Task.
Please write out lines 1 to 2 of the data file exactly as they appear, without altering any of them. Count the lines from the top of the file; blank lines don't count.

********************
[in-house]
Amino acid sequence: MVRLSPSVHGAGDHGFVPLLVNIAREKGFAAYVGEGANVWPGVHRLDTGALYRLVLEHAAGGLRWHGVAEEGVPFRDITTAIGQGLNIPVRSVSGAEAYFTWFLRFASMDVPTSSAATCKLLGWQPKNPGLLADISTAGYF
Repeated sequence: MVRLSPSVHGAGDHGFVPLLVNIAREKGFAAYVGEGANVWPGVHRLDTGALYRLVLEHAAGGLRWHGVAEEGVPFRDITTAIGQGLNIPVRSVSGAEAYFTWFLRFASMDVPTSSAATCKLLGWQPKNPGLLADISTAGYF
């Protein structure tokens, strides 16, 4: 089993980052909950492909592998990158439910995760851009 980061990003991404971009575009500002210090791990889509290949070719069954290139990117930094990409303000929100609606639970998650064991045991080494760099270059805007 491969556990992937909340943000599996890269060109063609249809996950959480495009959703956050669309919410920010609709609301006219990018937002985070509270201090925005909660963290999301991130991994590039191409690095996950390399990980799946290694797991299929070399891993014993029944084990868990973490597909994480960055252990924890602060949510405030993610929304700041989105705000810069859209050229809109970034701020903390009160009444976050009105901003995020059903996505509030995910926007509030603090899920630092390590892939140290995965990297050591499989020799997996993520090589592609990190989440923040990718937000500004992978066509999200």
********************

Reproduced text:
[in-house]
Amino acid sequence: MVRLSPSVHGAGDHGFVPLLVNIAREKGFAAYVGEGANVWPGVHRLDTGALYRLVLEHAAGGLRWHGVAEEGVPFRDITTAIGQGLNIPVRSVSGAEAYFTWFLRFASMDVPTSSAATCKLLGWQPKNPGLLADISTAGYF